spinous and testaceous fish goldsmithgoldsmith crustaceous fishIn fact, if you read Oliver Goldsmith’s “History of the Earth and Animated Nature,” the best-selling nature book of its century, the category “fish,” also included many other things that live in the watery parts of the world. Whales were “cetaceous fishes,” flounder were “spinous fishes,” sharks were “cartilaginous fishes,” crabs and lobsters were “crustaceous fishes,” and clams and oysters were “testaceous fishes.” It was a perfectly natural way to divide up the various denizens of the undersea. It wasn’t till Carl Linne decided to slice up the world in a new way, based on a combination of skeletal morphology and reproduction, that the whale was surgically removed from the universe of fishes and told to line up on the other side of the room with lemurs, llamas and raccoons. Did the whales even notice?

The basic problem is that language is an intercessor. It sits between experience and understanding. When we approach language, we see only the intercessor — we mistake the priest for the deity.

Words always distort, they always lie. Yet, at bottom, we trust words more than we trust our own eyes. We judge politicians by the labels they are tagged with, not by paying attention to what they actually say or do: Conservative or liberal — when applied to reality, the labels are close to meaningless.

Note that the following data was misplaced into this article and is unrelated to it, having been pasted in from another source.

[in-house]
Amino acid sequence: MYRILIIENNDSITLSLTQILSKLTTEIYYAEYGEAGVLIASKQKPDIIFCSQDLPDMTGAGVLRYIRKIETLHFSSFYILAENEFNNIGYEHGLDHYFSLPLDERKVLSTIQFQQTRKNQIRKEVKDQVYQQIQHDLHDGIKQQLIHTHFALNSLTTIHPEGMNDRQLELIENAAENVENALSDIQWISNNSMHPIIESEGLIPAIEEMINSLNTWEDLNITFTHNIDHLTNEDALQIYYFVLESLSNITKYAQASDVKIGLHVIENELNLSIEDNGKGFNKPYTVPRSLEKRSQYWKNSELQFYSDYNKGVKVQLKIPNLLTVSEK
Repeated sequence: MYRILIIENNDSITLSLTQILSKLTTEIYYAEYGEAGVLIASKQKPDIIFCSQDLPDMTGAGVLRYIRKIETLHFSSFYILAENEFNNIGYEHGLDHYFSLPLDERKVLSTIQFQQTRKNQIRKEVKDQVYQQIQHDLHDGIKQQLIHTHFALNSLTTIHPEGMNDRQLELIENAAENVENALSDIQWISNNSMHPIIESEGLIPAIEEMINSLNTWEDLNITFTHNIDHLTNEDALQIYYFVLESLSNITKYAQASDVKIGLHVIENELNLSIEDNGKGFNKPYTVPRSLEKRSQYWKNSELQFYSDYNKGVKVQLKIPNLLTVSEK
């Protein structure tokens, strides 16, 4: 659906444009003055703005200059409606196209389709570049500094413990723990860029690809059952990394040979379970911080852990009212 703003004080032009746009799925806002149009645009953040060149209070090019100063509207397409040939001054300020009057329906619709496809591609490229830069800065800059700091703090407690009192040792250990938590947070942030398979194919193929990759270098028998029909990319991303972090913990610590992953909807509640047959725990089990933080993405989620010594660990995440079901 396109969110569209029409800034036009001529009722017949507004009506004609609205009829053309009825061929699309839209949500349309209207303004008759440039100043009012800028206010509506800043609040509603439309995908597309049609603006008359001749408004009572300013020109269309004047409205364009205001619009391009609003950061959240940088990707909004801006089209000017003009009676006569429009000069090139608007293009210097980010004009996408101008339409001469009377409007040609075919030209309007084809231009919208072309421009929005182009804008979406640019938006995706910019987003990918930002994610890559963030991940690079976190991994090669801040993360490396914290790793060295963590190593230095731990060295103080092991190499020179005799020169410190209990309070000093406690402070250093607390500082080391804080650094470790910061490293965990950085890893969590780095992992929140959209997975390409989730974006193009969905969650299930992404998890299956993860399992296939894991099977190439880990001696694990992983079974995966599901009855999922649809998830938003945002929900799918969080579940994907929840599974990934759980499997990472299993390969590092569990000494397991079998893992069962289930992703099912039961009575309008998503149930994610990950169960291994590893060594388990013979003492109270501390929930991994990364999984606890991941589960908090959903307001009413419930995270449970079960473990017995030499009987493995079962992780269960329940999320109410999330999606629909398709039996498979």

The case may be a little easier to understand in terms of Greek. The ancient Greeks were the first logarchs, they valued verbal meaning over experiential meaning; they actually thought language was a one-to-one descriptor of reality. Their faith is naive to us now. For instance, Zeno’s paradox is only possible in words. Set a tortoise and Achilles out on a race and see if Achilles can’t catch it. No problem. Set it in words, and suddenly, it can’t be done: The problem is entirely in the words, words, words.

sunspotsIt is the logic of language that frustrates Achilles, not the tortoise. It guided how the Greek thought about the world. Polarity, opposites, hidden ironies and surprising conjunctions,  it’s how the language is organized,  even before you even consult reality. So, when the Greek saw language as a mirror of the reality and language posits polarity, it must be because the world is polar. But is it? Opposites are only a linguistic trick. Hot and cold are just relative points on a single thermometer: Sunspots are “cold” places on the sun, even though they are thousands of degrees Farenheit; liquid nitrogen is “warmer” than absolute zero. Linguistic legerdemain.

Even liberals and conservatives are just guys in the same blue suits. They don’t look like a dime’s worth of difference to the Fiji Islander.